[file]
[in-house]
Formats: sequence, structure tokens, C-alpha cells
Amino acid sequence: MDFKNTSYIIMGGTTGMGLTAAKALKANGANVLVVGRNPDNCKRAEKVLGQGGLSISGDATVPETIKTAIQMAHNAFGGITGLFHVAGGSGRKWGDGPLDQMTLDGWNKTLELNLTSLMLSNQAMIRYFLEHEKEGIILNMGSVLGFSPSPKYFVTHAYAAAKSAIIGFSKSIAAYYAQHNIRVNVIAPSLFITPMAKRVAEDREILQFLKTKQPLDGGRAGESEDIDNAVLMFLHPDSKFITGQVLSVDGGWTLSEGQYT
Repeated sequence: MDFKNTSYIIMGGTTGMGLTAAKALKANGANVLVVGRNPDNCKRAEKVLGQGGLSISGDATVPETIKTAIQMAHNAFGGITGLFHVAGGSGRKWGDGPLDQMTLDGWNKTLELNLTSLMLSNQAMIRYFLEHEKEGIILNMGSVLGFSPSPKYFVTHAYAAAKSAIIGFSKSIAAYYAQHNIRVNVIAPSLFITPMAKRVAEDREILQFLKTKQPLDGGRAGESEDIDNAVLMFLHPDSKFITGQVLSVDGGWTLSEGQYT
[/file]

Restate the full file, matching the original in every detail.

[in-house]
Formats: sequence, structure tokens, C-alpha cells
Amino acid sequence: MDFKNTSYIIMGGTTGMGLTAAKALKANGANVLVVGRNPDNCKRAEKVLGQGGLSISGDATVPETIKTAIQMAHNAFGGITGLFHVAGGSGRKWGDGPLDQMTLDGWNKTLELNLTSLMLSNQAMIRYFLEHEKEGIILNMGSVLGFSPSPKYFVTHAYAAAKSAIIGFSKSIAAYYAQHNIRVNVIAPSLFITPMAKRVAEDREILQFLKTKQPLDGGRAGESEDIDNAVLMFLHPDSKFITGQVLSVDGGWTLSEGQYT
Repeated sequence: MDFKNTSYIIMGGTTGMGLTAAKALKANGANVLVVGRNPDNCKRAEKVLGQGGLSISGDATVPETIKTAIQMAHNAFGGITGLFHVAGGSGRKWGDGPLDQMTLDGWNKTLELNLTSLMLSNQAMIRYFLEHEKEGIILNMGSVLGFSPSPKYFVTHAYAAAKSAIIGFSKSIAAYYAQHNIRVNVIAPSLFITPMAKRVAEDREILQFLKTKQPLDGGRAGESEDIDNAVLMFLHPDSKFITGQVLSVDGGWTLSEGQYT